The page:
“He’s just a total student of the game and the absolute best part about Chase is how unselfish he is. He doesn’t care one bit about personal stats. The previous two years he played the H-back (fullback/TE hybrid spot) and got some touches. This year? He’s got his hand in the dirt, coming off the ball as one of. If not our best offensive linemen and also having to wear a different number. He’s worn 45 his entire life, and due to playing on the OL he had to make a change, so he picked 52.”

“Most people might not think that’s a big deal, but kids these days have a serious attachment to “their number”, but he doesn’t care about any of the ME stuff; he is only concerned about WE.”

That “we” mentality is also evident on the baseball team where Chase competes at 1B and as a designated hitter last year. Head Coach Eric Allen says, “Chase is an intense competitor who is willing to do whatever it takes to win. He approaches baseball much as he does football. He is fearless on the field and willing to sacrifice his body. He is a great person to be around because he truly enjoys being a part of the team and being around the guys. Chase is a really fun athlete to coach.”

For the 2017 Hawks football team it was a time of transition as Hatmaker left to coach in Alabama. Puyear reflects on the transition from Hatmaker to Jaggers. “I learned a lot from Coach Hatmaker. He taught me many things, from how to be a better football player to how to be a better man in life and how to accept responsibility for my actions. He also taught me discipline on and off the football field. One thing that he said that will forever stick with me is “believe to see, because the best is yet to come’.”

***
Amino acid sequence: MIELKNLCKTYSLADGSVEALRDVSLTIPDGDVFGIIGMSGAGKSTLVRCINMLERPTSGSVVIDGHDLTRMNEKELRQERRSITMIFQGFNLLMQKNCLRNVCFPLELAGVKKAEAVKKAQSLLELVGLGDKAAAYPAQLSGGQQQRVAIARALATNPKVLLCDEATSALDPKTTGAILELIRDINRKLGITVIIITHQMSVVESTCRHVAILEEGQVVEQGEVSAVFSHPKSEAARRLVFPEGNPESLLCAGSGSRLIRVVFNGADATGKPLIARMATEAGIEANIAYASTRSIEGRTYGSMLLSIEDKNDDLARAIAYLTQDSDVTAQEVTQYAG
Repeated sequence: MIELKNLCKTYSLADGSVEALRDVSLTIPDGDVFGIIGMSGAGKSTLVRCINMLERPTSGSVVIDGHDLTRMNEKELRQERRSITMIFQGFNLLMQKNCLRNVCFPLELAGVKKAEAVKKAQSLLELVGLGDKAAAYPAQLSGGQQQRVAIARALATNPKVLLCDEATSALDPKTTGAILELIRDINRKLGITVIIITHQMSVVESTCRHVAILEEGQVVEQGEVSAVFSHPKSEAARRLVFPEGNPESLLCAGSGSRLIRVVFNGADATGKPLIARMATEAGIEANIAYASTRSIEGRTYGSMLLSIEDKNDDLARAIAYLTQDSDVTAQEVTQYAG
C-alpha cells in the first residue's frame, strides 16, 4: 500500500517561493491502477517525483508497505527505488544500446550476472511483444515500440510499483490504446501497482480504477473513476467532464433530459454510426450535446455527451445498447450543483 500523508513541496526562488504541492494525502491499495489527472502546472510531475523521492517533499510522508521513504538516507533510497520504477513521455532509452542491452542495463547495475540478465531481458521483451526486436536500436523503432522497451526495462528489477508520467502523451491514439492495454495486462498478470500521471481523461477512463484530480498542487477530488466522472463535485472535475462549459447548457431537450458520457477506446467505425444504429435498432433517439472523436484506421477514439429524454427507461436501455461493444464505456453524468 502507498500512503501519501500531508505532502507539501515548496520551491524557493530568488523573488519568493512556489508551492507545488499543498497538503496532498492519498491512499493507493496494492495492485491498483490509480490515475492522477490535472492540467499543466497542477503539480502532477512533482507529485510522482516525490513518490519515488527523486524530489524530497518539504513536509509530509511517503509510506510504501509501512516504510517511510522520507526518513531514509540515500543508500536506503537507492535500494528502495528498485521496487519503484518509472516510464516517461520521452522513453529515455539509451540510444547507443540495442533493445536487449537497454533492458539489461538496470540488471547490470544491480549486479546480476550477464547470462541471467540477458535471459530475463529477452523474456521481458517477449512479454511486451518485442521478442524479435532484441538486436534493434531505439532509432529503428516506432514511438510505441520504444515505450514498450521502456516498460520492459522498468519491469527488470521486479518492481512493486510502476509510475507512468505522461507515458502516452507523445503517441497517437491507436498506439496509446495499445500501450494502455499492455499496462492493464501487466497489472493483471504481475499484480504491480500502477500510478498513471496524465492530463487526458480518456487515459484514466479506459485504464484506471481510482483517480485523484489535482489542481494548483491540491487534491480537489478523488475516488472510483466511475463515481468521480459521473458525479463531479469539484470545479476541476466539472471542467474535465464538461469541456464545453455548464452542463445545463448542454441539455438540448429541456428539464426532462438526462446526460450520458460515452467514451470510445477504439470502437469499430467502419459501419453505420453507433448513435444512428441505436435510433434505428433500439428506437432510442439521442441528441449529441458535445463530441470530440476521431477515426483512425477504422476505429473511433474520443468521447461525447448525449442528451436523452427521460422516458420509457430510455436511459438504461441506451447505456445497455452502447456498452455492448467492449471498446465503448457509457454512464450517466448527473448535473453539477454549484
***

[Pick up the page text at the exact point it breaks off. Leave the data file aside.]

“The transition from Coach Hatmaker to Coach Jaggers was really a test for myself and the team. I think we all handled it with class and we told ourselves that this was our year no matter what, coach Jaggers brings back that blue collar mentality to the team and I couldn’t be happier with the way the whole team and myself handled the coaching change.”

Puyear continues, “Coach Jaggers has had a major impact on me since his return, he brought back excitement to the program and preaches toughness to myself and the rest of the guys. He has all of my trust as a coach and a person and I doubt that the rest of the team or coaching staff feel any different He is really committed to getting this team to our goals and he has shown us that he is all in no matter the circumstances.”

Puyear gets it when he says the following: “football has taught me many things but two of the most important to me was to never take anything for granted because it could all end in a blink of an eye; another was to never squander your god given talent, give it all you got all of the time and never look back. I never thought I would be a senior playing my last season of high school football. It feels like a week ago I was standing in the back of the end zone watching my older brother Taylor play his last game as a senior and now it’s my turn.

Jaggers concludes by saying, “I’ve been coaching for 13 years, and he (Chase) might be the single most enjoyable young man I’ve ever had the pleasure of coaching.

“It’s been a family affair with Chase as I’ve also been fortunate to coach his brothers Kenny and Taylor, and to take it a step further, my dad coached their father Chad Puyear when he was in high school and dad was an assistant coach here. I know Dad and Chad had a very solid player/coach relationship and so do Chase/his brothers and I. Pretty special stuff.”